The third reason for insuring low loan-to-value mortgages is to reduce credit risk. For large institutions like Canadian banks, this reason is much less relevant as they have strong underwriting criteria and decades of experience in the performance of their loan portfolios. For smaller lenders, there is value to them in moving credit risk out of their portfolios and it also allows them to sell the assets more easily if they choose to do so.

When CMHC began to approach the $600 billion mortgage insurance limit, the rapid growth in bulk insurance was seen as one of the main reasons. This recent spike resulted from the growth in the use of covered bonds as a funding mechanism for banks (which usually require only insured mortgages). When CMHC moved to restrict bulk insurance volumes, the two private mortgage insurers in Canada, Genworth and Canada Guarantee, stood to benefit – as long as investors were comfortable with a slightly reduced government guarantee. CMHC’s liabilities are 100% guaranteed by the government of Canada – ie, Canadian taxpayers.

Private insurers enjoy only a 90% guarantee. During times of great economic uncertainty (like 2008 and 2009), investors preferred the full government guarantee and CMHC’s insurance volumes soared at the expense of the private insurers. Investor appetite for mortgages insured by one of the private insurers has returned and this is reflected in Genworth’s Q2 results which were released last week. In the second quarter of this year, of the $18.8 billion of new mortgage insurance issued by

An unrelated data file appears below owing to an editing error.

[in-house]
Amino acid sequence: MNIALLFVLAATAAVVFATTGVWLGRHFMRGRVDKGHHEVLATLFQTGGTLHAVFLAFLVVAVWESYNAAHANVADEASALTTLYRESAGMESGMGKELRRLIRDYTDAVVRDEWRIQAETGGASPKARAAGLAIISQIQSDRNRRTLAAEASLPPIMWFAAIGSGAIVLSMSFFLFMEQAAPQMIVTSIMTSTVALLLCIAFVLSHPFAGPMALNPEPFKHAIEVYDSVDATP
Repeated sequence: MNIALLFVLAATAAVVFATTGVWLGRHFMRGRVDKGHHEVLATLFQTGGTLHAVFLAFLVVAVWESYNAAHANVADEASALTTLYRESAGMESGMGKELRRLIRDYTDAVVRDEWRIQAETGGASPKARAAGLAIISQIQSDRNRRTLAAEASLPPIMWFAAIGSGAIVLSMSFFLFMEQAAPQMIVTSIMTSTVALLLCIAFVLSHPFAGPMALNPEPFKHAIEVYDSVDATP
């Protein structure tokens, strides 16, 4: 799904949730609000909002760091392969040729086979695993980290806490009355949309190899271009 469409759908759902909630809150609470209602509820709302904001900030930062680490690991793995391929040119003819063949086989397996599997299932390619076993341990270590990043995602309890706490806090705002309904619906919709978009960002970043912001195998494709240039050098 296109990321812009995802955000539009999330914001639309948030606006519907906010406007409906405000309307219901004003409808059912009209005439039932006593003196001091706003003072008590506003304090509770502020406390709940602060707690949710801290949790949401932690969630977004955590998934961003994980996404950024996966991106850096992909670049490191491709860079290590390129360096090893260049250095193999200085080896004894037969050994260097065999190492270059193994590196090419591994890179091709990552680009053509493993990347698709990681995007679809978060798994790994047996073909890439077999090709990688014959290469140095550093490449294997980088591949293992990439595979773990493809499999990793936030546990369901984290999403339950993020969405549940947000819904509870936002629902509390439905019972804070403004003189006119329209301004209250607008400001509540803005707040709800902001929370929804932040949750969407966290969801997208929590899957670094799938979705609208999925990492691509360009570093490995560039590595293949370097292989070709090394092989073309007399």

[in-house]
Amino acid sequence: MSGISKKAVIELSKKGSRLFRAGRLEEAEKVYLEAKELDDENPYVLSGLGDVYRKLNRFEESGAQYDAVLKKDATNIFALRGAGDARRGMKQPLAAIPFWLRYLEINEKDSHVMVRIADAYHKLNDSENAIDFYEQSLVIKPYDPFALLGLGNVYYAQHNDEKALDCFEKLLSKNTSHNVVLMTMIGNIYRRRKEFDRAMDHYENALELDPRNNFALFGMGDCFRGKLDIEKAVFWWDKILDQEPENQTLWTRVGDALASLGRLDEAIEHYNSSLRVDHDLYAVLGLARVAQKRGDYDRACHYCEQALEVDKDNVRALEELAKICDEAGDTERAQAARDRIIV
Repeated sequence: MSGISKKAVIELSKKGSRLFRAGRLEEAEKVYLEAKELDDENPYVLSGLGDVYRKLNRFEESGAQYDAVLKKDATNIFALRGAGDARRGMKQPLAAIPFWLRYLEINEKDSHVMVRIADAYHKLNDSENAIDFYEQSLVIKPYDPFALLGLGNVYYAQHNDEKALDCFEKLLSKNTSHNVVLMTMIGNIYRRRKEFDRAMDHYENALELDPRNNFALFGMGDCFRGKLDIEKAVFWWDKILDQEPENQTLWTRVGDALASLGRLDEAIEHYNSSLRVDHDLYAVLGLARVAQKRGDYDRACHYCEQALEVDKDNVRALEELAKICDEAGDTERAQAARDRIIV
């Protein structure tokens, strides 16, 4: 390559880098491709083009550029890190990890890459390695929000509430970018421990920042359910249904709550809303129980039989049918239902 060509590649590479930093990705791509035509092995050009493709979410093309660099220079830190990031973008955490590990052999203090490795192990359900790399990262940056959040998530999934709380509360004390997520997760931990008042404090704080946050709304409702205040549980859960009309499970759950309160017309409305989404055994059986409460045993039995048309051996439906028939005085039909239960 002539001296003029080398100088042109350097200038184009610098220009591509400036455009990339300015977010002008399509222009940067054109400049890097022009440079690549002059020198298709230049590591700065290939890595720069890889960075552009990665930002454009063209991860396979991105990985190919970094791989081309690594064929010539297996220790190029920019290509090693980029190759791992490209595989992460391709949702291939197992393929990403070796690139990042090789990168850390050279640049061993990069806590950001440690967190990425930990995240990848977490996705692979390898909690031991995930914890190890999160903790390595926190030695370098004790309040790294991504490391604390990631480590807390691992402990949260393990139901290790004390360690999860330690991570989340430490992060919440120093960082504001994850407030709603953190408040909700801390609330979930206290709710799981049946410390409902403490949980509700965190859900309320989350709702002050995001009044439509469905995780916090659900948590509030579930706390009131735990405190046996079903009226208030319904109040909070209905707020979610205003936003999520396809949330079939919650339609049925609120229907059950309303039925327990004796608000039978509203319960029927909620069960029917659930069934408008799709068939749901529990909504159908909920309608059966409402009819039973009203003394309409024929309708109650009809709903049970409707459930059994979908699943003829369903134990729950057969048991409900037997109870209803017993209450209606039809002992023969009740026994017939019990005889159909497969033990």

Genworth, $13.1 billion was in the form of bulk insurance, representing nearly a 700% increase over the same period in 2011. They clearly benefitted from CMHC’s pull back and are now approaching their own limit of $250 billion in total insurance in force. This is expected to be increased to $300 billion for both Genworth and Canada Guarantee by the end of this year.

The mortgage market seems to rely more and more on bulk insurance as lenders increasingly choose strategies which move assets off their own balance sheets (by selling to investors or the capital markets which desire or require insured only mortgages) or position themselves to do so later if conditions warrant. When the concept of mortgage insurance was created, it was intended for high ratio purchases for borrowers who had not saved the usual 20% or 25% down payment. Conventional mortgages with significant borrower equity were seen as less risky.

Now, they require more capital to support them and they are seen as more difficult to sell. Private insurers have stepped in and filled the void created by CMHC’s pull back from bulk insurance. If we enter another period of severe economic turmoil, private mortgage insurance, with its 90% guarantee, may not be as easily saleable as it is now. What then? CMHC’s $600 billion limit could be increased but there are political reasons why this is unlikely. Otherwise, your client who has saved their 20% down payment may need to invest some of her savings elsewhere and get a high ratio mortgage instead. Their lender will be more than happy to lend them the insurance premium which they will need to pay.